WorkSafe B.C.’s beefed-up investigation department, with new authority to lay charges that might stick for a change, won’t necessarily lead to more prosecutions of unsafe employers.
Gordon Macatee, who was brought in to redesign the workplace-safety agency’s functions after it blew investigations into two fatal mill explosions in 2012, said prosecutions aren’t the main measure of the agency’s role. Macatee released an update Tuesday on WorkSafe’s response to a host of changes he recommended last summer to retool the outfit.
Looking at the new process now in place, you’d expect there might be an increase in the number of charges that might flow from WorkSafe investigations, now that they can be conducted much like police ones. But Macatee said he doesn’t expect that to be the case.
The agency previously had limited capabilities when it came to investigating serious workplace accidents, he said.
The new model that he designed gives them more tools and much more authority to impose penalties and issue orders against employers. It will be to the point where industry will be more compliant so there will be “potentially less need to get to a place where you need to have prosecution as a last resort.”
“So I don’t expect we’re going to have a large increase in the number of prosecutions. The important thing is that when we need to use that tool it will be successful. That was the failure, if you like, in the two explosions where the prosecution just simply wasn’t able to proceed.”
WorkSafe’s investigation into the sawdust-triggered explosions stalled out when the agency tried to switch from just determining the cause to pursuing cases for violating standards against the companies involved. It presented evidence to the criminal justice branch, but it was all rejected because it wasn’t collected properly, so there was little likelihood of a conviction. Search warrants weren’t obtained, witnesses weren’t warned of their rights and there were other deficiencies in the probes.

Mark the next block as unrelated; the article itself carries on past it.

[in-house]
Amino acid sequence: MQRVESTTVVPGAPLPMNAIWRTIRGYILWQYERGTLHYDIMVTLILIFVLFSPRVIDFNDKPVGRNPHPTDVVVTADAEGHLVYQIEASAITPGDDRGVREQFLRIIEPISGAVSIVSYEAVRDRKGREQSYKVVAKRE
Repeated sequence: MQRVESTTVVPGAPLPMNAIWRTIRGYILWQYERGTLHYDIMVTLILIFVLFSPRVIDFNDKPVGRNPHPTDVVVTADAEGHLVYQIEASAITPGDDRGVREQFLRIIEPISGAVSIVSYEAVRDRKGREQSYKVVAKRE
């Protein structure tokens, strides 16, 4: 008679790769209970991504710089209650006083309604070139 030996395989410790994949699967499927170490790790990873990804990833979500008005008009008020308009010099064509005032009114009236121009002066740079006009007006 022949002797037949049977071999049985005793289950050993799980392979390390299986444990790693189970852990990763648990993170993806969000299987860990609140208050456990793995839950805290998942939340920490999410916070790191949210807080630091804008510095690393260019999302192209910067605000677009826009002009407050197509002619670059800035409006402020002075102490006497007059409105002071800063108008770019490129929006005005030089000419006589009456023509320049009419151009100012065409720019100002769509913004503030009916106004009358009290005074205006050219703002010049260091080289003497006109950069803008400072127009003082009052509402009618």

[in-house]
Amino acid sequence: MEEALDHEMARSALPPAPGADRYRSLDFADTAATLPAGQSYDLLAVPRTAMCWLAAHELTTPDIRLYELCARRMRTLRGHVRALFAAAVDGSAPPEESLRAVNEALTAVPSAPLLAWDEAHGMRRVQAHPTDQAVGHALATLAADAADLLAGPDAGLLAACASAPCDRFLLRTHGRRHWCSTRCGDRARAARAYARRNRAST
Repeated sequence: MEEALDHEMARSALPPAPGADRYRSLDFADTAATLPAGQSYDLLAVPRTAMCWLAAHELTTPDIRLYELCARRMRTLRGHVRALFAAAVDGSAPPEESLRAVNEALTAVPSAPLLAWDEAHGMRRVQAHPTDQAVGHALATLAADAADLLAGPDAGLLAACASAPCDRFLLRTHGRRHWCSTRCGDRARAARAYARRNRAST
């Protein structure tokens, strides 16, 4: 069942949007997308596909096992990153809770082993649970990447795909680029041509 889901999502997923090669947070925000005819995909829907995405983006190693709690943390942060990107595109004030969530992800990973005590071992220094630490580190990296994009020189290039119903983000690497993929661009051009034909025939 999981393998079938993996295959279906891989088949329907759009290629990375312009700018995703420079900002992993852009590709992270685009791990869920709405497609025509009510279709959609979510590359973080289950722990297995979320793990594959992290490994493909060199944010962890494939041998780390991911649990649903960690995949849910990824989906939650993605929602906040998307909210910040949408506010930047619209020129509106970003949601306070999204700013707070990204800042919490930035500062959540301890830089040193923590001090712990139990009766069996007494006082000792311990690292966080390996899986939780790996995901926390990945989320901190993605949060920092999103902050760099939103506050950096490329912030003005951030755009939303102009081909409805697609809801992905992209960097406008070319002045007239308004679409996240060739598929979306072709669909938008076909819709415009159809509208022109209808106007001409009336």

So the mill owners wound up liable for administrative penalties and costs, rather than more serious sanctions. It was, and is, a sore point in communities where four men died and dozens were injured.
The new system is supposed to preclude that from ever happening again. WorkSafe B.C. will continue to investigate the cause of workplace accidents. But if those probes start to turn in the direction of laying charges, the file is turned over to a completely different team. It starts over from scratch and takes a harder-edged approach, following police procedures that are more likely to stand up in court.
The vast majority of the work is determining the cause of accidents and determining how to prevent them. A small number will become the more serious type of investigation into possible charges.
The update on the new arrangement comes four months before a coroner’s inquest into the deaths is scheduled to start in Prince George. And the new system will likely forestall any inquest recommendations about changes at WorkSafe B.C., since wholesale changes have already been made.
Macatee also gave an update on the sawdust issue in general, saying more than 100 mills were doing daily inspections as of October. Although compliance with new dust standards was low even well after the accidents, he said the latest numbers show only two work orders and one short-term stop-work order arising from 118 inspections. He said he was impressed with the level of engagement.
Macatee, who is the B.C. ferry commissioner, is a special adviser and acted as administrator for several months, but will bow out next year. A new CEO was named Tuesday — Diana Miles, a 10-year veteran of the agency.
Just So You Know: It’s not related to the mill-explosion deaths, but Macatee also cautiously suggested another workplace safety measure — the idea of levying fines against employees who flout safety rules. He recommended consulting on whether “a limited citation model should be introduced for workers who fail to wear personal protective equipment.”
A worker caught without the proper gear would be ticketed for the infraction and liable for a fine of $100 or so, with the employer liable for the same or more. The concept is still under study.